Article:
Separation of light and darkness on the first day of creation, from the Sistine Chapel ceiling by Michelangelo

Further information: Light and darkness

As a poetic term in the Western world, darkness is used to connote the presence of shadows, evil, and foreboding,[8] or in modern parlance, to connote that a story is grim, heavy, and/or depressing.[9]

Religion

The first creation narrative in Judaism and Christianity begins with darkness, into which is introduced the creation of light, and the separation of this light from the darkness (as distinct from the creation of the Sun and Moon on the fourth day of creation). Thus, although both light and darkness are included in the comprehensive works of God, darkness was considered "the second to last plague" (Exodus 10:21), and the location of "weeping and gnashing of teeth" (Matthew 8:12).

Erebus was a primordial deity in Greek mythology, representing the personification of darkness.

Philosophy

In Chinese philosophy, yin is the complementary feminine part of the taijitu and is represented by a dark lobe.

Poetry

The use of darkness as a rhetorical device has a long-standing tradition. William Shakespeare, working in the 16th and 17th centuries, made a character called the "prince of darkness" (King Lear: III, iv) and gave darkness jaws with which to devour love. (A Midsummer Night's Dream: I, i)[10] Geoffrey Chaucer, a 14th-century Middle English writer of The Canterbury Tales, wrote that knights must cast away the "workes of darkness".[11] In Divine Comedy, Dante described hell as "solid darkness stain'd".[12]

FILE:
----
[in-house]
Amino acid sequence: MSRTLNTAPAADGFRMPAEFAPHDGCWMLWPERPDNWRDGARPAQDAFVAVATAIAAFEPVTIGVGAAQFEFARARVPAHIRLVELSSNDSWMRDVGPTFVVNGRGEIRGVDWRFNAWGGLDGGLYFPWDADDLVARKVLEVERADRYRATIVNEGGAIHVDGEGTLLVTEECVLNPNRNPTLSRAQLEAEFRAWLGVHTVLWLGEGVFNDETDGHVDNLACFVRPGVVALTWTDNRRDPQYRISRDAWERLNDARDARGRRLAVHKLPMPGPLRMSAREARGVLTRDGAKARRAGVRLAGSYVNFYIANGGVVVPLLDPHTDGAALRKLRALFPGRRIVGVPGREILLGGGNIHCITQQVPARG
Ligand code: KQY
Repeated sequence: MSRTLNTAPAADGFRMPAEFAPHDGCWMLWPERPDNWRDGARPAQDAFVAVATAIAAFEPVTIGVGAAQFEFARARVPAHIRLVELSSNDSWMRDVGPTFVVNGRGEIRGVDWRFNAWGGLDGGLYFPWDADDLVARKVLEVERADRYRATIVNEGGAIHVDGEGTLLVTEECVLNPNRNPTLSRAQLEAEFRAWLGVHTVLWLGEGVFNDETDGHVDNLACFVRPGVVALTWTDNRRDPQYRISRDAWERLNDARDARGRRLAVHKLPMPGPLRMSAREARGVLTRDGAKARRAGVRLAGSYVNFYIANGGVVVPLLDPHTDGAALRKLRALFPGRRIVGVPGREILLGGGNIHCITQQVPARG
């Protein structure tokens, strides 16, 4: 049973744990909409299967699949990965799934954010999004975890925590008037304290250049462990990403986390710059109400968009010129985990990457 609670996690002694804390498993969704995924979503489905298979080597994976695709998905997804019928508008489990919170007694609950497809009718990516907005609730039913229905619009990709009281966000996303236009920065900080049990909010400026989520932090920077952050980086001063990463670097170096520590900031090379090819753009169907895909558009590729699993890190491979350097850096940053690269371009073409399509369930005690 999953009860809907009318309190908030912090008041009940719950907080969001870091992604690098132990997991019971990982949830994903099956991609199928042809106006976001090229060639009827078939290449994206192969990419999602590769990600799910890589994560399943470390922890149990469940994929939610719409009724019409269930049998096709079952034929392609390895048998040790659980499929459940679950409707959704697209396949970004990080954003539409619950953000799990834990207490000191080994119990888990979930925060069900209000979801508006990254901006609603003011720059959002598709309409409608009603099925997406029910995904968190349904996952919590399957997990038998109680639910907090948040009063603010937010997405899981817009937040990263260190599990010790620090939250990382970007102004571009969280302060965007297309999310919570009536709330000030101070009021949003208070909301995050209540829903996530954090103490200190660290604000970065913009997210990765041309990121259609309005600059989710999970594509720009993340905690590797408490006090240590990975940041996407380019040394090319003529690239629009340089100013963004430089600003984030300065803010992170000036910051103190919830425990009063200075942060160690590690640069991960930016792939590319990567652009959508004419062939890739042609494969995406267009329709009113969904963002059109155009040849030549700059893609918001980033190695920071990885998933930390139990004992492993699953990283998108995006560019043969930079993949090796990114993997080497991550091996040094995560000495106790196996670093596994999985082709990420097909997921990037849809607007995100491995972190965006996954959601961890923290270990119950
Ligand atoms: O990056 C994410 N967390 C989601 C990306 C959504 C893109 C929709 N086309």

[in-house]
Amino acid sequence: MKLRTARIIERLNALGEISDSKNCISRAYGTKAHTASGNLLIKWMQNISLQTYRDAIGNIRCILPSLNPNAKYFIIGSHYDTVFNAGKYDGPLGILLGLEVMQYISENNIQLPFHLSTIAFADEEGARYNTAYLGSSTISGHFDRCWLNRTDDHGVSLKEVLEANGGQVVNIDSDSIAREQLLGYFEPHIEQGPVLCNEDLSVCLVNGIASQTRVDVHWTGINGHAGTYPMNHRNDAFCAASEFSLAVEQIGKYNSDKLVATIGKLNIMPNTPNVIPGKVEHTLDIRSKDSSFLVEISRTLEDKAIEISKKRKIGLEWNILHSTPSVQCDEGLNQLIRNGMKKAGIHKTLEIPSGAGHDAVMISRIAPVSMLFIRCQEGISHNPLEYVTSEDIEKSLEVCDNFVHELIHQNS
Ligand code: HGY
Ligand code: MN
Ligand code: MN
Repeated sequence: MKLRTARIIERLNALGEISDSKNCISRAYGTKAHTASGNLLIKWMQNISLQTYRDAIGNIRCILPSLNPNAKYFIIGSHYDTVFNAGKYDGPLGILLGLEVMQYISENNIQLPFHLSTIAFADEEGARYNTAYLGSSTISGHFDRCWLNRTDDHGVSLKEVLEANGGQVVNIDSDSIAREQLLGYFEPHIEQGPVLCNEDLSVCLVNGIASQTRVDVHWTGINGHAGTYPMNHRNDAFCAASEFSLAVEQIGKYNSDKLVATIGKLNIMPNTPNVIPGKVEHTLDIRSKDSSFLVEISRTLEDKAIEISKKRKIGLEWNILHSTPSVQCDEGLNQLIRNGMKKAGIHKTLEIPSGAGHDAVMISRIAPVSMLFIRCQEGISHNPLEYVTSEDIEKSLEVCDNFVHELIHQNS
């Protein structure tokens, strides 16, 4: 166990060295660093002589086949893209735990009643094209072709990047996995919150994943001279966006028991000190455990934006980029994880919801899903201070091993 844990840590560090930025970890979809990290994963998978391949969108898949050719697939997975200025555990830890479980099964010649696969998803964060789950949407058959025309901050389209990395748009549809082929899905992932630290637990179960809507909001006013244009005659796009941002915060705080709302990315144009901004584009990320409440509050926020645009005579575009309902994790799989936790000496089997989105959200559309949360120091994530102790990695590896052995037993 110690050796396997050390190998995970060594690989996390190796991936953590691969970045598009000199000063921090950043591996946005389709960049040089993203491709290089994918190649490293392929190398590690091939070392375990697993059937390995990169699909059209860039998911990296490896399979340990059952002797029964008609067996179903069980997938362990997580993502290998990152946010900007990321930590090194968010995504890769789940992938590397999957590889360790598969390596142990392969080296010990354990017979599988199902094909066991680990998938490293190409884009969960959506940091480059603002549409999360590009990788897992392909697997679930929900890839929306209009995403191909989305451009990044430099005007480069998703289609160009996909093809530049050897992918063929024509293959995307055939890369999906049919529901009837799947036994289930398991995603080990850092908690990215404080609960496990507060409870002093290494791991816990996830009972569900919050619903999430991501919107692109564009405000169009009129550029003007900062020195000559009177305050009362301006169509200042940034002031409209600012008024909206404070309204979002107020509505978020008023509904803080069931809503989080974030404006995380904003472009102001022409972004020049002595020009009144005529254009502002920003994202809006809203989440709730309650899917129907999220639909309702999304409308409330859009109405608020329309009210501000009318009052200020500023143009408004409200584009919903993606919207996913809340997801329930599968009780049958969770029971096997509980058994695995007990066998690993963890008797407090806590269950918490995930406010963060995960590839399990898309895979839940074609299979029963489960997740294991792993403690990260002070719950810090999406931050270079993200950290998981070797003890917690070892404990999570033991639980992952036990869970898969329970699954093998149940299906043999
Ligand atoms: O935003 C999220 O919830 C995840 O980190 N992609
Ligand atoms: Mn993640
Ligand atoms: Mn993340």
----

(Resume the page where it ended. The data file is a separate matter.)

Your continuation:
Language

In Old English there were three words that could mean darkness: heolstor, genip, and sceadu.[13] Heolstor also meant "hiding-place" and became holster. Genip meant "mist" and fell out of use like many strong verbs. It is however still used in the Dutch saying "in het geniep" which means secretly. Sceadu meant "shadow" and remained in use. The word dark eventually evolved from the word deorc.[14]

See also

References

  1. ^ Horner, David T. (2000). Demonstrations of Color Perception and the Importance of Contours, Handbook for Teaching Introductory Psychology. Vol. 2. Texas: Psychology Press. p. 217. ISBN 9780805836547. Afterimages are the complementary hue of the adapting stimulus and trichromatic theory fails to account for this fact
  2. ^ Mantese, Lucymarie (March 2000). "Photon-Driven Localization: How Materials Really Absorb Light". American Physical Society, Annual March Meeting. American Physical Society: E2.001. Bibcode:2000APS..MAR.E2001M.
  3. ^ Mizon, Bob (2016-07-04). Finding a Million-Star Hotel: An Astro-Tourist's Guide to Dark Sky Places. Springer. pp. 9–16. ISBN 978-3-319-33855-2.
  4. ^ Coldewey, Devin (15 July 2014). "Vantablack: U.K. Firm Shows Off 'World's Darkest Material'". NBC News. Archived from the original on 19 July 2014. Retrieved 19 July 2014.
  5. ^ Guinness World Records: Darkest manmade substance, 19 October 2015
  6. ^ Rossing, Thomas D.; Chiaverina, Christopher J. (2020-01-03). Light Science: Physics and the Visual Arts. Springer Nature. p. 172. ISBN 978-3-030-27103-9.
  7. ^ Kruegle, Herman (2011-03-15). CCTV Surveillance: Video Practices and Technology. Elsevier. p. 259. ISBN 978-0-08-046818-1.
  8. ^ Heart of Darkness: Literary Touchstone Classic. Prestwick House Inc. p. 6. ISBN 978-1-58049-812-8.
  9. ^ "Darkness". MacMillan Dictionary. Archived from the original on Dec 9, 2016. Retrieved 19 December 2022.
  10. ^ Shakespeare, William. "The Complete Works". The Tech, MIT.
  11. ^ Chaucer, Geoffrey. The Canterbury Tales, and Other Poems. The Second Nun's Tale.
  12. ^ Alighieri, Dante; Francis, Henry (trans.). The Divine Comedy.
  13. ^ Mitchell, Bruce; Fred C. Robinson (2001). A Guide to Old English. Glossary: Blackwell Publishing. pp. 332, 349, 363, 369. ISBN 978-0-631-22636-9.
  14. ^ Harper, Douglass (November 2001). "Dark". Online Etymology Dictionary. Retrieved 2007-01-18.